The day after a Southwest jet engine exploded, killing one, I’m in a Lyft heading toward Logan Airport, bound for my own trip on the same airline.
“Have a safe flight,” the driver tells me as he drops me at Terminal A. His well-meaning words shake me. I feel a hard knot of panic in my chest.
On board, I initially choose an aisle seat. On that ill-fated plane, it was a woman sitting by the window who was nearly sucked out and later died. But then, in some small show of courage, I move over to the window. I soon regret the decision. In the air, my knuckles are white as I grip my chair, looking out nervously at the jet engine just behind me. As we roll to a stop on the runway, I send a relieved text to friends: “Landed!”
In truth, my drive from my home to the airport was more dangerous than my flight. In 2016, more than 40,000 people died on American roads. Meanwhile, the Southwest death was the first in nine years in American skies. The chance of being killed in the air is almost infinitesimally small. But the odds of dying in a car: Much higher.
The same analysis holds true for school shootings. The February high school shooting in Parkland, Florida, left 17 dead and caused a nationwide furor as panicked parents everywhere worried for their own children’s safety. Frightened teens organized walkouts and protests and sparked a new political movement while adults argued about solutions like hardening entrances and arming teachers at school districts around the country.
Yet the reality is that school shootings are extraordinarily rare — and, our perceptions notwithstanding, have actually been declining since the 1990s, according to James Alan Fox, professor of criminology, law, and public policy at Northeastern University, who has analyzed school shootings nationwide. This “is not an epidemic,” Fox told the university’s news service. Though parents may worry about a shooter in the classroom, the greater danger likely lies in the bus ride to and from school.
Why are we so scared of dangers that are rare — and not sufficiently worried about the ones that are commonplace? It turns out we human beings are pretty poor at judging risks and rewards. We extrapolate from anecdotes: One burglary is a crime, two a crime wave. We see something in the news and assume there’s an epidemic. We believe in luck, streaks, and baseball players being “due” for a hit. We let emotion rather than data drive our thinking.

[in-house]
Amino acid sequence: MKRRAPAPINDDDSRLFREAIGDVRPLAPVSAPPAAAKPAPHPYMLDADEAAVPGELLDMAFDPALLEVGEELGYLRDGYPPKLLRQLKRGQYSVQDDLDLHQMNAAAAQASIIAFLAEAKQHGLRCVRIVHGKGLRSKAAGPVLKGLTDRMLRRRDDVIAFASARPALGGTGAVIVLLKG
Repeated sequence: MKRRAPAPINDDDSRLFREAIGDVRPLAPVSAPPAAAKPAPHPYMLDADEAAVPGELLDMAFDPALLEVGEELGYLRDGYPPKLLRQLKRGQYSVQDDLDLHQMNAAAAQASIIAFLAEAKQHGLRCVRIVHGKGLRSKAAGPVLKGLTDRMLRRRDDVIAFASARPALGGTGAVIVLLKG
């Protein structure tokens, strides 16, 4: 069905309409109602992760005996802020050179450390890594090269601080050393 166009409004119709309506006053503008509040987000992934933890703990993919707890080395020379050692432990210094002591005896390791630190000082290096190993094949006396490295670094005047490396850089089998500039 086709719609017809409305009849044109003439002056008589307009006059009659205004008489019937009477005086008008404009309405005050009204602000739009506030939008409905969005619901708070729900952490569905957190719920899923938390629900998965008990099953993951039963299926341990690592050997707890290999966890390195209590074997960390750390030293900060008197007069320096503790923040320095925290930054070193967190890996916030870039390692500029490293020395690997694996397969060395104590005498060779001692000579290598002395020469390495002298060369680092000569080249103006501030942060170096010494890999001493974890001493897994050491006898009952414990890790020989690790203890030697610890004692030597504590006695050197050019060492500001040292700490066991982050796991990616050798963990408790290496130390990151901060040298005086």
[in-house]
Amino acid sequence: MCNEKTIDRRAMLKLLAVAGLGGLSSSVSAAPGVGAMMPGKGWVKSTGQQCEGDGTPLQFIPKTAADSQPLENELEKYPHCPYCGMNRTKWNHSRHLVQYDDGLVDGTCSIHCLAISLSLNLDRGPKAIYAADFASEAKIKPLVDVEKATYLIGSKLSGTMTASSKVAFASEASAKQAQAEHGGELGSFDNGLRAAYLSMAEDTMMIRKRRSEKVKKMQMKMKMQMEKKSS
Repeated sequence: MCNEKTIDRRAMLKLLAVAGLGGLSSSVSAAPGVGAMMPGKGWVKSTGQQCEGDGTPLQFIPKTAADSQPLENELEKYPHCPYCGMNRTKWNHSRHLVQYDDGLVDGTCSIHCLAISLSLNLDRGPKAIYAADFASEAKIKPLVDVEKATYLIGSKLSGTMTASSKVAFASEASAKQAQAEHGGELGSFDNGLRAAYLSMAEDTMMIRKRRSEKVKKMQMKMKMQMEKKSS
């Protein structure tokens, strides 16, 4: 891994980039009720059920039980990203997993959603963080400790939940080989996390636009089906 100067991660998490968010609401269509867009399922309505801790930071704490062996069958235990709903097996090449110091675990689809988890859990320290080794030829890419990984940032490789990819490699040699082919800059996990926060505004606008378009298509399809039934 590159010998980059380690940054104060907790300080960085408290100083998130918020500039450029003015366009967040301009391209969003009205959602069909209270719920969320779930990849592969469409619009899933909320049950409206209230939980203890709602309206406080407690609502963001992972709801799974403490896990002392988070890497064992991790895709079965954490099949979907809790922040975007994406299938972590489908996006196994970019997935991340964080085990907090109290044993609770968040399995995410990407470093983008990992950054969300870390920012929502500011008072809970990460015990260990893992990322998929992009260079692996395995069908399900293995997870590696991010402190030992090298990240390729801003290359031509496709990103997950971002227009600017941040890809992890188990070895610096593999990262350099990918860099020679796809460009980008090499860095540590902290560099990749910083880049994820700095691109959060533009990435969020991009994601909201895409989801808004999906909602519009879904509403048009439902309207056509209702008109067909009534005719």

Thus we fear a nuclear power plant far more than one that is coal-fired (even though air pollution generated by coal poses the greater hazard). We bar refugees from our shores, frightened of terrorism, even though the risk of being killed by a refugee terrorist is hundreds of times less likely than getting killed by lightning. We think children walking alone are sure to be abducted by strangers when that’s rarely the case. Unintentional falls kill almost 35,000 annually, but how many of us actually hold a railing as we go down stairs?
There is, arguably, a benefit to these cognitive lapses. Plane crashes receive so much attention that the industry has learned to deal with them swiftly. If people started to dread flying, then the business would collapse. And so, every crash is dealt with quickly, its causes probed by federal regulators and — once determined — fixes put in place. It’s that process that has made air travel ever more safe. Years ago, for example, downburst wind shear was the leading cause of plane crashes. So engineers came up with wind shear detection systems and, quickly, the problem went away. One can be sure that, whatever the cause of Southwest’s engine failure, it too will be addressed.
Reducing the risk of a school shooting is far more complicated, but some proposed solutions could help. Administrators and staff could put in place protocols that would identify signs a student might resort to violence. And lawmakers could implement simple new regulations to reduce the number of firearms in potentially dangerous hands, such as raising the age of gun ownership or instituting more stringent requirements to obtain a gun license.
Yet, the problem with our focus on the prominent but rare is that we sometimes ignore the ordinary. How many lives might we save if we devoted as many resources toward thwarting car crashes as we do to airplane accidents? How much violence could be prevented if we paid as much attention to underreported and frequently ignored shooting deaths in poor, often black neighborhoods as we do to mass shootings in suburban schools? Life is full of danger. But sometimes we look for it in the wrong places.Tom Keane is a Boston-based freelance writer. Send comments to firstname.lastname@example.org. Get the best of the magazine’s award-winning stories and features right in your e-mail inbox every Sunday. Sign up here.